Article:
College should really be about the betterment of the student through true education, which is why students would benefit from the redefinition of a college education. Instead of being considered a series of hoops to jump through on the path to a comfortable lifestyle, college should be seen as a true education. It was Plato who created academia with the purpose of educating individuals and Plato who knew that true enlightenment was a difficult task. He knew that as we begin to see the light, it is painful and blinding, but it also leads to the examined life that Socrates spoke of, the one really worth living. Through this redefinition, students will know exactly what college is and be able to identify how college will contribute to their goals. There can be no disillusionment because students will know what to expect and their decision to pursue a college education must be based on their own calculations of pros and cons and not on anyone else’s rhetoric.
The Final Words of a College Senior
|Lazy College Senior Meme|
My personal experience in college has lead me to believe that college isn’t about getting a job; however, I won’t say that “it’s so much more that that” either. College simply is something different: no better no worse. I hope my redefinition of higher education will persuade those who are considering pursuing higher education to evaluate their goals and how college can contribute to those goals, and measure out the pros and cons of college as the means to that end. By focusing on the true value of a college education and steering away from the idea that college is the passageway to a comfortable career and lifestyle, students will become enlightened individuals and avoid the disillusionment of today’s career education.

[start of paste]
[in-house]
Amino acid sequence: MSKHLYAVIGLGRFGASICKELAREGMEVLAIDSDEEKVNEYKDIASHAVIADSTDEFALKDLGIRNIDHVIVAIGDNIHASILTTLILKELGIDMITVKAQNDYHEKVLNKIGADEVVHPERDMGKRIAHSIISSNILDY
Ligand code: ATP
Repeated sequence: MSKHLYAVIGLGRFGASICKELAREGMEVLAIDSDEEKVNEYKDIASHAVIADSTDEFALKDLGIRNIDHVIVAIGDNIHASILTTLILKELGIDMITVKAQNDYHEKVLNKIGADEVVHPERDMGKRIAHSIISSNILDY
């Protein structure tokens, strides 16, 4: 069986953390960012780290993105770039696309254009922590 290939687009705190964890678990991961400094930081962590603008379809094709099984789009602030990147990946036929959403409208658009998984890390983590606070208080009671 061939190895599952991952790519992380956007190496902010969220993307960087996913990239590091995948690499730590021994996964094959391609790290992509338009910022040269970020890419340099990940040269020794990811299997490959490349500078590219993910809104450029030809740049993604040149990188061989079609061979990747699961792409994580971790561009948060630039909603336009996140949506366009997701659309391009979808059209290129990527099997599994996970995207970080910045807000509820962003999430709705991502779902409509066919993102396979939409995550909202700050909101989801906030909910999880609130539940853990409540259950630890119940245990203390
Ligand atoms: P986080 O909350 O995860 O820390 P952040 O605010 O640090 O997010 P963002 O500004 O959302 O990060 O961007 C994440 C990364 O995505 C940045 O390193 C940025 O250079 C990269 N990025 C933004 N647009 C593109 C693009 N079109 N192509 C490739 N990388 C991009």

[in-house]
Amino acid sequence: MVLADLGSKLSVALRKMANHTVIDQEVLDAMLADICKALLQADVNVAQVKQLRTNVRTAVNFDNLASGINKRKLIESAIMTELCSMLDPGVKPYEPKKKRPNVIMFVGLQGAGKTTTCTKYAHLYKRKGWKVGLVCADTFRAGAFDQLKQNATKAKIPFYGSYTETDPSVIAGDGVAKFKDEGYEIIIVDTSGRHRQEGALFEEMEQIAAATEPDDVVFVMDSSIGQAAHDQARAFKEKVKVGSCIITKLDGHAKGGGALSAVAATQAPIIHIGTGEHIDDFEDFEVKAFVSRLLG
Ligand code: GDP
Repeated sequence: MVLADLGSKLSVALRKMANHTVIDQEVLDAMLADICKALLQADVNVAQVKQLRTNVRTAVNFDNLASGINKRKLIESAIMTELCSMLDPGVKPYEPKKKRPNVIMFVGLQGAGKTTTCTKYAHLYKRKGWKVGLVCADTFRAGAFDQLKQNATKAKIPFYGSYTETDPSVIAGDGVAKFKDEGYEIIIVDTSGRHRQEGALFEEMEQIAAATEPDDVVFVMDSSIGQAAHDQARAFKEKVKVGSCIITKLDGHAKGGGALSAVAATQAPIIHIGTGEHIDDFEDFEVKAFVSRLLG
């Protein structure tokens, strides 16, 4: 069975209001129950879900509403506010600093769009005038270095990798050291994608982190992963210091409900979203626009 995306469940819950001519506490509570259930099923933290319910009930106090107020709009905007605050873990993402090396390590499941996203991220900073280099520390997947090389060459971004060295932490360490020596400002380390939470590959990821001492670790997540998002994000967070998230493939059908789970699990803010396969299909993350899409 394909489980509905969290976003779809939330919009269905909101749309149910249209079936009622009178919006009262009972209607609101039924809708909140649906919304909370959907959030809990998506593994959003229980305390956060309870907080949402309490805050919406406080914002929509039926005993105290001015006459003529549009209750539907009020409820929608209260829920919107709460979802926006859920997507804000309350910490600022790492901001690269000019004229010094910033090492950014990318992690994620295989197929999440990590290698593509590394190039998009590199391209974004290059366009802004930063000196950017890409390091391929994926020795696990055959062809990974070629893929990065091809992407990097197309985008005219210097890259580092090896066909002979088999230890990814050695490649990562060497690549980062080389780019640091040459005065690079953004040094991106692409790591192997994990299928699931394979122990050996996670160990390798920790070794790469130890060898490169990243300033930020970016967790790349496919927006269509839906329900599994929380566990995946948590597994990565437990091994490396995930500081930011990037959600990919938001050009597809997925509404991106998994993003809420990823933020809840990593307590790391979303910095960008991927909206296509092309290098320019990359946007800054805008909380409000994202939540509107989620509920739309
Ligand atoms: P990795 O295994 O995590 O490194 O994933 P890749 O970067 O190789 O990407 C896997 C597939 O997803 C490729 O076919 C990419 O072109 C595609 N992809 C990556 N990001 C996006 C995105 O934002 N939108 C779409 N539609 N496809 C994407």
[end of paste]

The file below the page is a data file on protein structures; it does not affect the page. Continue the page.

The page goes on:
Armstrong, Herbert W. "The Surprizing Origin of Modern Education." The Trumpet. The Philadelphia Church of God, Dec. 1999. Web. 7 Dec. 2015.
Riggin, Mike. "Education in Society." Telephone interview. 11 Nov. 2015.
College Freshman Meme (Variation). Digital image. Frabz. Funky Llama Productions, LLC, 2015. Web. 7 Dec. 2015.
Gatto, John Taylor. Modern School. Digital image. Mission Galactic Freedom. Wordpress, 26 Jan. 2014. Web. 7 Dec. 2015.
Riggin, Kekoa. Lazy College Senior Meme (Variation). Digital image. Know Your Meme. Cheezburger, Inc., 10 Nov. 2012. Web. 7 Dec. 2015.
Prause, Kyra. High School Basketball Girl. Digital image. Facebook. Kyra Prause Photography, 30 Aug. 2015. Web. 7 Dec. 2015.